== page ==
Walter was registered as an Independent. He, however, convinced Republican mayoral candidate Arthur Sherwood and a member of the Second District Republican State Central Committee to run him in the general election as a republican candidate. Irvin C. Alexander, one of the three Republican nominees, resigned to make room for Walter to run.

The decision was announced on October 4, 1967 (a Wednesday), in The Sun as follows:

Walter H. Lively, the militant young Negro civil rights leader, will be nominated to fill the vacancy on the Republican councilmatic ticket in Baltimore’s Second district. . . . Mr. Lively’s nomination, which is to made formal tomorrow at a meeting of the committee, will be a first in the recent history of Baltimore politics. Never in memory has a major party put forward as a standard bearer a civil rights activist of the Lively type.

The prospective candidate is currently director of the Union for Jobs and Income Now, a militant group which, as Mr. Lively put it yesterday, ‘is designed to involve poor people in solving their own problems involving jobs, housing, and welfare. He has been a leader of civil rights demonstrations and, on occasion, has been placed under arrest.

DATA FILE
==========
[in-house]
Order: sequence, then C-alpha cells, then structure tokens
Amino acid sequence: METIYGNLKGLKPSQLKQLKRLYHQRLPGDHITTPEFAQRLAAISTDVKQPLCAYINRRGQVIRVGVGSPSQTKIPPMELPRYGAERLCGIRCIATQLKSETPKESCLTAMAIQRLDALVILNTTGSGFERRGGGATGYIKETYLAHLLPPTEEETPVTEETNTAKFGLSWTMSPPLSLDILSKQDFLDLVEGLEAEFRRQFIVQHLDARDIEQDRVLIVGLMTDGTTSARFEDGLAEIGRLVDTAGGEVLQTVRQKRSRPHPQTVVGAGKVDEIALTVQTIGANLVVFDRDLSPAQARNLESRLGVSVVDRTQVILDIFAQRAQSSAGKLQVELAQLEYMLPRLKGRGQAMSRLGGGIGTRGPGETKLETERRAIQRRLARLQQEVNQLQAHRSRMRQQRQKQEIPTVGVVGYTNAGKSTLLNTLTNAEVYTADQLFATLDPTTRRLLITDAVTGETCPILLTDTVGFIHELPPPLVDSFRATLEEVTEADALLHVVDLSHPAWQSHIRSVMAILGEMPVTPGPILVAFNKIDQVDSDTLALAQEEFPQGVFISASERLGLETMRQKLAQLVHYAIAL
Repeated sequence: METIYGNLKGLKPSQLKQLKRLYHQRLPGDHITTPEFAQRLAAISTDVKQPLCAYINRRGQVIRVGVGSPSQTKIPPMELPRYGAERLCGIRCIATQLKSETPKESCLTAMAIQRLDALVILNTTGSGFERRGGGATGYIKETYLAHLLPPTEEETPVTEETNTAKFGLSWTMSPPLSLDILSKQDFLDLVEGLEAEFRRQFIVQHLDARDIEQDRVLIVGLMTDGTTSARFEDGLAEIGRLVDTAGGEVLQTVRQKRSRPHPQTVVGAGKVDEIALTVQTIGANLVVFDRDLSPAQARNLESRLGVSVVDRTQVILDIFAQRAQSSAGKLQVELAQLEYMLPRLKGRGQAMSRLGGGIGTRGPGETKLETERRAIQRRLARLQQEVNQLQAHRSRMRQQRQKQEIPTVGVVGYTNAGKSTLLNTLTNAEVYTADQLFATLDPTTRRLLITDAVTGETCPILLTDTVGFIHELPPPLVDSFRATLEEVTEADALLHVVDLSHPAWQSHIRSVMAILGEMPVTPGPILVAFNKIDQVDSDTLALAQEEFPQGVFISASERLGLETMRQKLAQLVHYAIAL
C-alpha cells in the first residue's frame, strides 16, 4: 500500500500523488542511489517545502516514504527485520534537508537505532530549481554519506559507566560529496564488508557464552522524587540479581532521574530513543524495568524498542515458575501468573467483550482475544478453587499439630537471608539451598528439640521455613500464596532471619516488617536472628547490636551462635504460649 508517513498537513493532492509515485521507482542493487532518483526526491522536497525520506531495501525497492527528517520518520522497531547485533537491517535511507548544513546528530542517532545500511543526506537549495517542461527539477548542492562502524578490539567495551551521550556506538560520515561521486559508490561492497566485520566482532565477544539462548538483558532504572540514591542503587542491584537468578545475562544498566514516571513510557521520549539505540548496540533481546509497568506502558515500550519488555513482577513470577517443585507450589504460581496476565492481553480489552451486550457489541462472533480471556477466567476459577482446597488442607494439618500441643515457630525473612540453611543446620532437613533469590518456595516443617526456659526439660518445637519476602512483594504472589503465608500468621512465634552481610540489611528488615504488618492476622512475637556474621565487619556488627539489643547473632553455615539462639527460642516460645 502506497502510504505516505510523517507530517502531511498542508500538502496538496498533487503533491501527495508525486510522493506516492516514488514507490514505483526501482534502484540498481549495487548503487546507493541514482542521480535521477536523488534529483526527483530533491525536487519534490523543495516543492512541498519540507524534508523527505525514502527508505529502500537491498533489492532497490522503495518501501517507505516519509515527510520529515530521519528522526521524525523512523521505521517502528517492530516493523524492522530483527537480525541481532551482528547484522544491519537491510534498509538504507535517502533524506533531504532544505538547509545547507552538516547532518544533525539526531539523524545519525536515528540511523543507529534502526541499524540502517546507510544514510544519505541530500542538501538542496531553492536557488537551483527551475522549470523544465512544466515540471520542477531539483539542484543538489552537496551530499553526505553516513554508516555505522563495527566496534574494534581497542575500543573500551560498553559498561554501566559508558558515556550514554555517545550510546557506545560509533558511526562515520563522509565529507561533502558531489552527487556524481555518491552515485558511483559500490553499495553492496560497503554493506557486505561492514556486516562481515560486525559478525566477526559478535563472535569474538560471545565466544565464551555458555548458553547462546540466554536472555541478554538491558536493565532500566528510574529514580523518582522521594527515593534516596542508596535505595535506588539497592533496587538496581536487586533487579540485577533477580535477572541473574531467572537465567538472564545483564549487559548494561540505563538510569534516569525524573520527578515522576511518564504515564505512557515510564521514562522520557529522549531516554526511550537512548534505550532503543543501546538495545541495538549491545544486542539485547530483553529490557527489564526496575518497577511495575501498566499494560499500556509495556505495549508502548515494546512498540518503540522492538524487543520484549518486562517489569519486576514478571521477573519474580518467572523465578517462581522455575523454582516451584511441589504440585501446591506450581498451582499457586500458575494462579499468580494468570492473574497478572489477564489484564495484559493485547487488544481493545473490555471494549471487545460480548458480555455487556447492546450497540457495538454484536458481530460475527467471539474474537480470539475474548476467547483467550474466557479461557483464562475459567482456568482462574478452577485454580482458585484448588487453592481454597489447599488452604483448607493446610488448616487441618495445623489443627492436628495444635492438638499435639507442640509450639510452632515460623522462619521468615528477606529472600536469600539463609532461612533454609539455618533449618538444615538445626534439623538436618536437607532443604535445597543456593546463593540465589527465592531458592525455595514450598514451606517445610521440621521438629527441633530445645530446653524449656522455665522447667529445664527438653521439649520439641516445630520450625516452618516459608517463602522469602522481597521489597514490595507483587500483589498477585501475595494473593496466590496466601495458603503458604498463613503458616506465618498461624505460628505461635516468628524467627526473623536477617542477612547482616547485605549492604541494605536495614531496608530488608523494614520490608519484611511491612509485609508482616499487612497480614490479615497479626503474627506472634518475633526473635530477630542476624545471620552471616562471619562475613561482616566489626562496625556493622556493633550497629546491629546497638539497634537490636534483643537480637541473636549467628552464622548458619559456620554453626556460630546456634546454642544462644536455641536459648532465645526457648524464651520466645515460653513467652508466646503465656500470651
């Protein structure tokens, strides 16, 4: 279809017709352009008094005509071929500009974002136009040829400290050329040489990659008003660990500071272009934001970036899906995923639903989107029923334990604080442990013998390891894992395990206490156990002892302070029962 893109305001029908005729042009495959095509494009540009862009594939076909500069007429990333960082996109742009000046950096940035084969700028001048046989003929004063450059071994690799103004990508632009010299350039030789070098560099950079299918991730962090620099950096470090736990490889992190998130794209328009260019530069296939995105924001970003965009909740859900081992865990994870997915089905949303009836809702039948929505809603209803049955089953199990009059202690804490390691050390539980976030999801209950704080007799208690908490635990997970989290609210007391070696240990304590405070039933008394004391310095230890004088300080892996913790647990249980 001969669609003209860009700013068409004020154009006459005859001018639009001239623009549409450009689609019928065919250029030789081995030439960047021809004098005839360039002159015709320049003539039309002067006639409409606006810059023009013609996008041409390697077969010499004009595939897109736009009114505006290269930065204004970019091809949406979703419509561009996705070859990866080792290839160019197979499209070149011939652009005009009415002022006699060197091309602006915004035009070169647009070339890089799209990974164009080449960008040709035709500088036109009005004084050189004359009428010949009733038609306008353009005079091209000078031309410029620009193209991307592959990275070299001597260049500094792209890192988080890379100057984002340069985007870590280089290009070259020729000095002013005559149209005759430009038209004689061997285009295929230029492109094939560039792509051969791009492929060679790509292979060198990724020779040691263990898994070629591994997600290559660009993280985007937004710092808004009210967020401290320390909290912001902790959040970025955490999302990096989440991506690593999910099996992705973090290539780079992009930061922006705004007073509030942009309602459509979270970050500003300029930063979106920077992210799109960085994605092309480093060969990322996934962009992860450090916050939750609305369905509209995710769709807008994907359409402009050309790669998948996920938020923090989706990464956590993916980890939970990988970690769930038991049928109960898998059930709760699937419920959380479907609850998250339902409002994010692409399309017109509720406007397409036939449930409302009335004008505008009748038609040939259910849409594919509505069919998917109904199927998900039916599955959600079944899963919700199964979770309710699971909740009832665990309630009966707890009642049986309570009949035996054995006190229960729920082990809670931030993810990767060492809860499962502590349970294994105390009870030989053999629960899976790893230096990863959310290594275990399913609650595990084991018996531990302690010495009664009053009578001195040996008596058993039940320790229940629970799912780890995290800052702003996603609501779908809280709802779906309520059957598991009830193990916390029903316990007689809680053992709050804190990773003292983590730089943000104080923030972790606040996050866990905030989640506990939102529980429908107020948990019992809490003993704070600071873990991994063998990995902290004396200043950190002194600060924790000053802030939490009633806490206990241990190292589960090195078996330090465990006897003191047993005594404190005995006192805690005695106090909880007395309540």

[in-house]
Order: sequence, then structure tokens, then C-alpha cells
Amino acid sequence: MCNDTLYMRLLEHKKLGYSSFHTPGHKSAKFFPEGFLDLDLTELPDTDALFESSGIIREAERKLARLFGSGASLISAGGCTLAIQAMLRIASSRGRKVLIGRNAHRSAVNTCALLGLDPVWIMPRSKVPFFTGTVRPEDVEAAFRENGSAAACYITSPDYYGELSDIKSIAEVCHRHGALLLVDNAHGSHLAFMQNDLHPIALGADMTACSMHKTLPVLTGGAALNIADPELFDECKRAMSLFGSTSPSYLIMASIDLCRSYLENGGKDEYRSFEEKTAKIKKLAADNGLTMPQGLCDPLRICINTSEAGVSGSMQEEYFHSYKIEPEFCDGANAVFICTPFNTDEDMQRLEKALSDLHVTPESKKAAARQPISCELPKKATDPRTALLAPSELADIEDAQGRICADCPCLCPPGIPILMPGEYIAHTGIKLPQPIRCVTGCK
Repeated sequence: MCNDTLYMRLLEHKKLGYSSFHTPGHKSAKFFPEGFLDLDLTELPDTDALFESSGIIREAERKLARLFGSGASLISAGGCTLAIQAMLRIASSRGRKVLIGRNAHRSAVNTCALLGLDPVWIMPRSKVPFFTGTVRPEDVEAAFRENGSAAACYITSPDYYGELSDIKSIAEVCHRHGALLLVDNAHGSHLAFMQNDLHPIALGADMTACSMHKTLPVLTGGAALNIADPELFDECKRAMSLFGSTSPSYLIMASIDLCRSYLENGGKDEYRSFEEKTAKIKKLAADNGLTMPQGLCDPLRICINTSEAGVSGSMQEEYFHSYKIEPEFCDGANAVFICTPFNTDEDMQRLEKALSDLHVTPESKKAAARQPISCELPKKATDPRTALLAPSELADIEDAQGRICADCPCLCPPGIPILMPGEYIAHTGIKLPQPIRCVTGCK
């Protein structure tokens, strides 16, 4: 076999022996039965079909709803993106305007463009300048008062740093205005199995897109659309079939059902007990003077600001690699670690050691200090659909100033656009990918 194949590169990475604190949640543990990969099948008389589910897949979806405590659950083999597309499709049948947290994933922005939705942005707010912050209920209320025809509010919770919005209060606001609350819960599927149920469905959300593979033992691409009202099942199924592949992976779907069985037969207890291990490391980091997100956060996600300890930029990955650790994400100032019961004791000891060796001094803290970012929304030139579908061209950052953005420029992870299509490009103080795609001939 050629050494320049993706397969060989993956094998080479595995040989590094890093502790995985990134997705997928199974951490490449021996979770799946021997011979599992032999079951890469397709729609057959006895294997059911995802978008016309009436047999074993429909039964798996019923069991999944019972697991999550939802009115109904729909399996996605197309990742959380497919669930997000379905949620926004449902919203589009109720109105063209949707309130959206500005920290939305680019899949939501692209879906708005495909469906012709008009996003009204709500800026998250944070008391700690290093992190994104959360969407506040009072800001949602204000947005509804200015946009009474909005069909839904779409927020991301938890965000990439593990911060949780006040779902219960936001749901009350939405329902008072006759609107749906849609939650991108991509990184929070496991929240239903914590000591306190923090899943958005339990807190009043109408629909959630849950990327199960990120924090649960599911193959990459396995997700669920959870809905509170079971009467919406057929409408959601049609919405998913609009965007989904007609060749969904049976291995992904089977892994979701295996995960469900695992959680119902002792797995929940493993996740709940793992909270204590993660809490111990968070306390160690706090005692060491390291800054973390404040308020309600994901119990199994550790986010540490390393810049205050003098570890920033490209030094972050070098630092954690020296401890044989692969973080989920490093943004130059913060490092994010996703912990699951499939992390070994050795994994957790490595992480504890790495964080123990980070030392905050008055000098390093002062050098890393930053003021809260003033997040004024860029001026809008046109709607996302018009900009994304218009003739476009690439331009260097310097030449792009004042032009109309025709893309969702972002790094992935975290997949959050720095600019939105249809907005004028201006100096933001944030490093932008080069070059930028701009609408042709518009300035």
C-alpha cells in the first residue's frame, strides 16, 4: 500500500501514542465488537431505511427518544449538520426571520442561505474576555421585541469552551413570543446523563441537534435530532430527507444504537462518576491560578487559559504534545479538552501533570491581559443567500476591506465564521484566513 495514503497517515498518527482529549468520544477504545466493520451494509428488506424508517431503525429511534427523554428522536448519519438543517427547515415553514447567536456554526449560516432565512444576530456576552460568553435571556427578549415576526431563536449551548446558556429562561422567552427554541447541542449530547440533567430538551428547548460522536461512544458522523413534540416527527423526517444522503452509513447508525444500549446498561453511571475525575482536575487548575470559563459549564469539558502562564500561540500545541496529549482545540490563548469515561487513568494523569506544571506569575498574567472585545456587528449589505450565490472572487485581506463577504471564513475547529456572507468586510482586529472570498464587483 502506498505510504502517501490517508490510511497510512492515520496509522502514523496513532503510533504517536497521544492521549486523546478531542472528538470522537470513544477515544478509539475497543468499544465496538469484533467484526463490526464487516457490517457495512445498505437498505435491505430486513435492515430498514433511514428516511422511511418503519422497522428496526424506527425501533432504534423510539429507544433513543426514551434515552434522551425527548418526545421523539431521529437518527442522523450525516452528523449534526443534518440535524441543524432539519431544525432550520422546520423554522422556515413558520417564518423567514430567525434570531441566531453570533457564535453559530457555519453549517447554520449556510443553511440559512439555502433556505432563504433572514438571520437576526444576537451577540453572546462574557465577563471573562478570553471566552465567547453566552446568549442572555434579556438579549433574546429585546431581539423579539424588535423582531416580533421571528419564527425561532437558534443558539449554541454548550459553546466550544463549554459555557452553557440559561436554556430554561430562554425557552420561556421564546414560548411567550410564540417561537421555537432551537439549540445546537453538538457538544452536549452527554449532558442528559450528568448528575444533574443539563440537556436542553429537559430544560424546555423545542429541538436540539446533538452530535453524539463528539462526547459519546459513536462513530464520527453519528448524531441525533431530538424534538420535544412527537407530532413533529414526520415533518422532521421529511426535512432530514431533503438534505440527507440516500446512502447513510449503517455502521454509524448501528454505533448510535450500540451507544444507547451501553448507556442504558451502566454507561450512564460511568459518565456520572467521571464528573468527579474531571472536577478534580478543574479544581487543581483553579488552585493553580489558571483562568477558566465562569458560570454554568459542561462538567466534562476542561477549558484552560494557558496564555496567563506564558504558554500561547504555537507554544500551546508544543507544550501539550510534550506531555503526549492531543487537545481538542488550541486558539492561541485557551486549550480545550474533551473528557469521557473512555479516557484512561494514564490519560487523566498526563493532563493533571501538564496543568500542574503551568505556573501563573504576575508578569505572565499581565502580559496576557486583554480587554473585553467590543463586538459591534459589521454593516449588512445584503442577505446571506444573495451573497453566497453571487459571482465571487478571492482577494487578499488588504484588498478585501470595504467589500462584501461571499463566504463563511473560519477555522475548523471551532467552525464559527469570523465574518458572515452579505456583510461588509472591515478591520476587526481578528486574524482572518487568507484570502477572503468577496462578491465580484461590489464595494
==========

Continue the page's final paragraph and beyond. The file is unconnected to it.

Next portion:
Walt was nothing is not persuasive. The Republicans had nothing to lose and everything to gain. They were thrilled by the very real possibility that Walter could outstrip Macha in the general election It was an odd coalition of liberal and moderate Democrats and Republicans, restless neighborhood people, and militant interracial college students.

Walt made himself presentable. He went to the flea market bought a couple of suits, white shirts, and shoes. Altogether he spent about $35. This was his campaign budget and on that he ran. That is to say, he ran on his character and ingenuity. One writer wrote: "he wears white shirts with button down collars under a set of Ivy league tweeds. His hair, once shaggy and uncombed, now sits parted and crop." Walter was malleable. He could be anything; he could do anything. Many believed it. And thus many expected very much of him. Maybe too much. Maybe I did also.

But it was near election day that I first met Walter Lively and his wife Lydia; and then Bob Moore, who worked with Walter in U-JOIN before joining SNCC. It was after Bob went to prison that I spent most of my time then with Walt and Fred Mason developing Liberation House Press and a black bookstore